Find the Florida Getaway That’s Right for You
There’s more to these beachy shores than just fun in the sun. Look beyond the cerulean-colored waves for vibrant cities that offer unexpected charms for every type of visitor.
Both wild and polished, glossy and rustic, South Florida destinations offer something for everyone. And while it’s clear almost all visitors come primarily for the beaches and year-round sunshine, there’s more to these coastal locales than sun and sand. Whether it’s a cosmopolitan city flanking the water or a nature-driven escape into the Everglades, these stops warrant a lingering visit beyond the beach.
Vintage Shoppers: Orlando
Sure, a visitor could spend an entire week in Orlando without leaving its famous theme parks, but venturing out into the city’s surrounding neighborhoods leads to a treasure trove of vintage shopper delights: from authentic garments dating to the 1920s to unique fashions from the ’80s and ’90s, these quirky boutiques have it all. Etoile (2424 E. Robinson St., etoileboutique.com) in the Milk District stocks clothing such as high-waisted Levi’s, collectible sunglasses and home goods, and even offers on-site tailoring and adjustments. Going 20 years strong, Orlando Vintage (1500 Formosa Ave., Winter Park, orlandovintage.com) is the spot for period pieces and retro items like Letterman jackets from the ’50s and Mad Men-esque women’s suits. Retromended Vintage (930 N. Mills Ave., retromended.com) is a well-curated selection of upscale names like Oscar de la Renta, Christian Dior and Diane von Furstenberg, and Dechoes Resale (2110 Edgewater Dr., dechoesresale.com) is where the fashion-obsessed can score designer finds like Fendi clutches.
Culture Connoisseurs: Sarasota
With its many performing arts centers and festivals and its Ringling Brothers Circus legacy, this Gulf Coast city is known as the cultural capital of Florida. After basking in the beautiful waterfront, you can take in a show at Sarasota Contemporary Dance (Jane B. Cook Theatre, 5555 N. Tamiami Trail, sarasotacontemporarydance.org) or the Sarasota Orchestra (709 N. Tamiami Trail, sarasotaorchestra.org), which hosts major soloists like Emanuel Ax and Midori. Of course, the Ringling Museum of Art (5401 Bay Shore Road, ringling.org) is a must-visit with its impressive 55,000-piece collection of global masters, while the contemporary exhibits at the Sarasota Museum of Art (1001 S. Tamiami Trail, www.ringling.edu/museum) offer a nice counterpoint. For a more idyllic experience, the Marie Selby Botanical Gardens (900 S. Palm Ave., selby.org) is an outdoor wonderland of 15 acres best known for its living collection of more than 6,000 orchids.
Cocktail Enthusiasts: Fort Lauderdale
Unlike its nightlife-heavy neighbor to the south, Fort Lauderdale has a less-frenetic pace than Miami, but it still enjoys a very healthy craft cocktail scene with speakeasy-style drinking dens and detail-oriented bartenders mining the latest in libation trends. At the 1920s-influenced Stache Drinking Den (109 SW Second Ave., stacheftl.com), try the Slow Drip Slow Jam made with tea-infused rum, pineapple juice, lime and coconut cream. Tucked inside a pizza joint downtown is Apothecary 330 (330 SE Second Ave., apothecary330.com), a hidden, dimly lit homage to rare whiskies and bourbon with modern takes on old-world favorites like the Sazerac, Hemingway daiquiri, NY sour, and, of course, the Old-Fashioned. Rum and its versatility in cocktails are explored at the oceanfront bar Burlock Coast at The Ritz-Carlton, Fort Lauderdale (1 North Fort Lauderdale Beach Blvd., ritzcarlton.com) in drinks like the McCoy Fizz, which is made with rum, orange juice, ginger syrup and aquafaba.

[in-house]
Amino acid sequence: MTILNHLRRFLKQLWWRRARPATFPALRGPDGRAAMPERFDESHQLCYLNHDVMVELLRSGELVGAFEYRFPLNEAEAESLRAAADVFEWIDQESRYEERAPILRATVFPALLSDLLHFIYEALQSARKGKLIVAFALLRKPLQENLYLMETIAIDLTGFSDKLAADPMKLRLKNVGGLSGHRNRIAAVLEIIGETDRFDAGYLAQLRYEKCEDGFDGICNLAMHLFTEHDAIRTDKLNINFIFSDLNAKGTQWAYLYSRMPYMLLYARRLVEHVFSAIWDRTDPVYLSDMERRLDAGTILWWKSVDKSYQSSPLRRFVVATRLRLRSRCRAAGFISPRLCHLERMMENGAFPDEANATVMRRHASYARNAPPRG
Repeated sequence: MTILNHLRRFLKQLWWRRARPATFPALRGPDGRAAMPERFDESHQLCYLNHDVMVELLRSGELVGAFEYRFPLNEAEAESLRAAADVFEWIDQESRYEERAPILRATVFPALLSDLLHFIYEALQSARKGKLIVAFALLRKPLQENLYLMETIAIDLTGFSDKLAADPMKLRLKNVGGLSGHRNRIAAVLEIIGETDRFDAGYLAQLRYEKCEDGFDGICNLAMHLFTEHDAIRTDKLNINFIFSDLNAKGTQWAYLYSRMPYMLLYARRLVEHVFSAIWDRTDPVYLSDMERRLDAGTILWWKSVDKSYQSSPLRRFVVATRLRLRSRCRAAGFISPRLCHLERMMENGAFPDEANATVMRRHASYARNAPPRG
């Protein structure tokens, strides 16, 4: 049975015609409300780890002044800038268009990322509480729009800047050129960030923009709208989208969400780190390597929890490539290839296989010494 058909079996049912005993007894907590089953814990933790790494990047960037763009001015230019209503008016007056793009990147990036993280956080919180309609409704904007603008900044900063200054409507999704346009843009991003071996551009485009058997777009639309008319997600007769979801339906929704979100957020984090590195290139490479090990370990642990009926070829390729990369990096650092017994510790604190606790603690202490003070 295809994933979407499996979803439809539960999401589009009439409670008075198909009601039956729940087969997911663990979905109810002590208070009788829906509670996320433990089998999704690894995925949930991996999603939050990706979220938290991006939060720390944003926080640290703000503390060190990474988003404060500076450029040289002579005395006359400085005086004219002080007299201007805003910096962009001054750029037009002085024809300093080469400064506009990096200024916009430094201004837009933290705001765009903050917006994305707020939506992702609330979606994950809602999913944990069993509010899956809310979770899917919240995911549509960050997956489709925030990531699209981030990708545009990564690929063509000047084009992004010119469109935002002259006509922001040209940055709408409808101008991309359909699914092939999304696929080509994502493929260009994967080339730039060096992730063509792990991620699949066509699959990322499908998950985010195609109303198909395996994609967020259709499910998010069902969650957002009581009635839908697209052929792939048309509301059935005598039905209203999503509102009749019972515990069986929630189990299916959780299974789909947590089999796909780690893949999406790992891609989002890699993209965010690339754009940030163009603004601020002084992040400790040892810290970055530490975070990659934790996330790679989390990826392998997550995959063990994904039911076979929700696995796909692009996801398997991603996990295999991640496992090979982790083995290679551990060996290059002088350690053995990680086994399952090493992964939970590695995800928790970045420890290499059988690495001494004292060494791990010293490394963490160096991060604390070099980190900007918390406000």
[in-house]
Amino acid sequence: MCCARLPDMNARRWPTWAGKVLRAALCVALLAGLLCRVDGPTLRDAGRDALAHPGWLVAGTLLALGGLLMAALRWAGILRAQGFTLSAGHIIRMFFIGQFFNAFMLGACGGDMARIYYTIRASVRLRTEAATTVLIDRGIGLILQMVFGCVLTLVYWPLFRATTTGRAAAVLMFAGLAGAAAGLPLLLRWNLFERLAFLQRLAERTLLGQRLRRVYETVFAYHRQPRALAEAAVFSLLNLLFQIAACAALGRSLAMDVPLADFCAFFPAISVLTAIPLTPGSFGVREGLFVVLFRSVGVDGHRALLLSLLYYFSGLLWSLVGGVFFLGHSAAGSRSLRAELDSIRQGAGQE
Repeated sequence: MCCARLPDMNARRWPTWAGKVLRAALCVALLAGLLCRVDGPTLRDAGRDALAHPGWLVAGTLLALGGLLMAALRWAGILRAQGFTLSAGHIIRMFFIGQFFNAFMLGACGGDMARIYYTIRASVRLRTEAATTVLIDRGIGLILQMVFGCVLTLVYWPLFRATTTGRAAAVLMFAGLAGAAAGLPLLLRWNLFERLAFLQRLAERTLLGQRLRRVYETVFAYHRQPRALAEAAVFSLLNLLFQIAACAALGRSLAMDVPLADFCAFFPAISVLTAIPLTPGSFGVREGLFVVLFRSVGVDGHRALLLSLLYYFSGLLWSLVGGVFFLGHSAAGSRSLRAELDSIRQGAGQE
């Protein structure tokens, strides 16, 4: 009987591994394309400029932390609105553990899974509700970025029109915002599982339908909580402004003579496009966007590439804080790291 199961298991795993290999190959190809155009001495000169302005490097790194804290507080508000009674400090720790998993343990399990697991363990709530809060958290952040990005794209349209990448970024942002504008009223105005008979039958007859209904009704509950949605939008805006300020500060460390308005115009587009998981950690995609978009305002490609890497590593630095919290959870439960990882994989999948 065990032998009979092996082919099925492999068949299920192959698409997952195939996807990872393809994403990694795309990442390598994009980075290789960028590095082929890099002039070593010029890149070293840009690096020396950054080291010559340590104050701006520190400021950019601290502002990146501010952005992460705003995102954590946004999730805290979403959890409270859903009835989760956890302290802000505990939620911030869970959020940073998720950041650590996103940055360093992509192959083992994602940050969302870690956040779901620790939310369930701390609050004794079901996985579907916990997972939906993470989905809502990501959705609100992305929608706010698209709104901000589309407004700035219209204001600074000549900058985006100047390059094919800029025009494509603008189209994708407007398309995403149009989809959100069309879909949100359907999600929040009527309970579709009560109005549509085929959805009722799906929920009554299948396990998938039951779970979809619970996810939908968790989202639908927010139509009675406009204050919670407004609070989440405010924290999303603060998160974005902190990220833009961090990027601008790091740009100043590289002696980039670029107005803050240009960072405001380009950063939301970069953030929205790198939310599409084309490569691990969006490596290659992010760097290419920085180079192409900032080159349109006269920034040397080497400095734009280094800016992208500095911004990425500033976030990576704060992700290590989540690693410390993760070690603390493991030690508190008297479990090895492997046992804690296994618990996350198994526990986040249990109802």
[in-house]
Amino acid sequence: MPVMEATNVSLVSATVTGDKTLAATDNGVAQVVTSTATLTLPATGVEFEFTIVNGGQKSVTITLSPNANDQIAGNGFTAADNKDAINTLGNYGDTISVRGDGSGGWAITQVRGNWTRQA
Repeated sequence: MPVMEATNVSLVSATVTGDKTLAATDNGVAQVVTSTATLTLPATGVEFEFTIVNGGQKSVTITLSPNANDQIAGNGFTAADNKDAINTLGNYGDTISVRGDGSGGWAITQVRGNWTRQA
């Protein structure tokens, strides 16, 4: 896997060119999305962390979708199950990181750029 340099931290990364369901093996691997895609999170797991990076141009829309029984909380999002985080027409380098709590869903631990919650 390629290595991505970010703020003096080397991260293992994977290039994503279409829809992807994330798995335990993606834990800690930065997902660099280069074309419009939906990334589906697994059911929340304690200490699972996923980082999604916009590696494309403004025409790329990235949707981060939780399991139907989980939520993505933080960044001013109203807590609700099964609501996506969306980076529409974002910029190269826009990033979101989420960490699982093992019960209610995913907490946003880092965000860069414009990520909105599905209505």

Sporty Types: Naples
The shores on this Gulf Coast city are lovely (and please do catch one of the city’s famous sunsets over the water), but venturing inland yields its own rewards. Golf is a major draw here, and you can’t get closer to the action than The Ritz-Carlton Golf Resort, Naples (2600 Tiburon Dr., ritzcarlton.com): the property offers plenty of rooms with balconies overlooking the Tiburón Golf Course, a 36-hole championship course designed by Greg Norman. Get up close with the wildlife surrounding the city during a Dolphin Watch Cruise (1200 Fifth Ave. S., purenaples.com) that includes a stop at nearby Keewaydin Island for shell collecting. When hunger hits, head to the buzzy, boutique-filled Fifth Avenue for authentic Persian cuisine at Bha! Bha! Persian Bistro (865 Fifth Ave. S., bhabhabistro.com) and end the night with sweet mint tea and baklava.
Beach Revelers: Key Biscayne
An exclusive enclave tucked away from the fray of Miami Beach, this hideaway beckons with pristine beaches and a laid-back atmosphere. Flowy, brightly colored caftans are the uniform of choice for beach lovers here, and no store on the island is better stocked than Boheme Boutique (650 Crandon Blvd., modaboheme.com) with its array of saris, scarves and maxi dresses imported from India and Bali. Locals swear by the brunch at Rusty Pelican (3201 Rickenbacker Causeway, therustypelican.com), where sweeping waterfront views set the backdrop for a seafood-influenced spread of Maine Lobster Benedict and Crab Huevos Rancheros. For a toes-in-the-sand dining experience, The Ritz-Carlton Key Biscayne, Miami (455 Grand Bay Dr., ritzcarlton.com) makes it easy with two beachfront restaurants — Cantina Beach, with its regional Mexican specialties and premium tequilas, and Dune Burgers on the Beach, with its gourmet burgers and a DJ on the weekends. Walk off the feast with a trek to the Cape Florida Lighthouse (floridastateparks.org), a local landmark dating back to 1825 and boasting an exciting history of attacks by Seminole Native Americans and almost-near destruction by explosion.